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I am new to MVC3 and am trying to write a blog application as a learning tool.

I've created a database object for the blog post and generated a controller using the Controller with Read/Write actions and views using Entity Framework to control the entity.

I'm having troubles with the edit commands. There are about 6 properties for a blog post but I only want to allow the edit to modify the title and content of the post. My code is as follows:

public ActionResult Edit(int id)
    {
        blog_Post blog_post = db.blog_Post.Find(id);
        return View(blog_post);
    }

    //
    // POST: /Post/Edit/5

    [HttpPost]
    public ActionResult Edit(blog_Post blog_post)
    {
        if (ModelState.IsValid)
        {
            db.Entry(blog_post).State = EntityState.Modified;
            db.SaveChanges();
            return RedirectToAction("Index");
        }
        return View(blog_post);
    }

@model BlogVersion1._0.blog_Post

@{
    ViewBag.Title = "Edit";
}

<h2>Edit</h2>

@using (Html.BeginForm()) {
@Html.ValidationSummary(true)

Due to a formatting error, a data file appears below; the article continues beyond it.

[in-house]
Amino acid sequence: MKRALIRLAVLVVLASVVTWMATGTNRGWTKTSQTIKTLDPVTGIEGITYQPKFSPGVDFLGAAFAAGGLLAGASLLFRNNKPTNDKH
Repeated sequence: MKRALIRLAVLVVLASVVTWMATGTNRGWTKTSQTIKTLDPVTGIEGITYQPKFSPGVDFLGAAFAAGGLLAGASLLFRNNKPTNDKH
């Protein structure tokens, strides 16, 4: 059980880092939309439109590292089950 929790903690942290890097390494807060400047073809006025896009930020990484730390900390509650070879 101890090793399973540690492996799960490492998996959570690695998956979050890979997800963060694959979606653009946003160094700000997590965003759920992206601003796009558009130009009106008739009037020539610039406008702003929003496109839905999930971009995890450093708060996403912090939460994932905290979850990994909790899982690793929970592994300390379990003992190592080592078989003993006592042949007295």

<fieldset>
    <legend>blog_Post</legend>

    <div class="editor-label">
        @Html.LabelFor(model => model.Title)
    </div>
    <div class="editor-field">
        @Html.EditorFor(model => model.Title)
        @Html.ValidationMessageFor(model => model.Title)
    </div>

    <div class="editor-label">
        @Html.LabelFor(model => model.PostContent)
    </div>
    <div class="editor-field">
        @Html.EditorFor(model => model.PostContent)
        @Html.ValidationMessageFor(model => model.PostContent)
    </div>

    <p>
        <input type="submit" value="Save" />
    </p>
</fieldset>
}

<div>
@Html.ActionLink("Back to List", "Index")
</div>

The problem that comes about is in the public ActionResult Edit(blog_Post blog_post) method. In the Edit(int id) method, I have put a breakpoint in and I can see that blog_post is being properly passed to the view (including all of its properties populated).

But the blog_post being returned to the [HttpPost] method is missing properties for UserId, DateCreated, etc. An exception is obviously thrown on the db.SaveChanges call as required foreign keys are missing.

How do I ensure that all properties are returned to the second edit method to properly make the update?

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4 Answers 4

up vote 3 down vote accepted

Just add hidden fields for all other, non-editable properties.

@Html.HiddenFor(model => model.Id)

These field will be included in POST and hence, model binder will correctly put them into your blog_post instance.

On the other side, you should really be using view models - simple POCO classes that will be models for your views. Using entity models directly is not recommended.

Here's some info on that:
ASP.NET MVC ViewModel Pattern
http://stephenwalther.com/archive/2009/04/13/asp-net-mvc-tip-50-ndash-create-view-models.aspx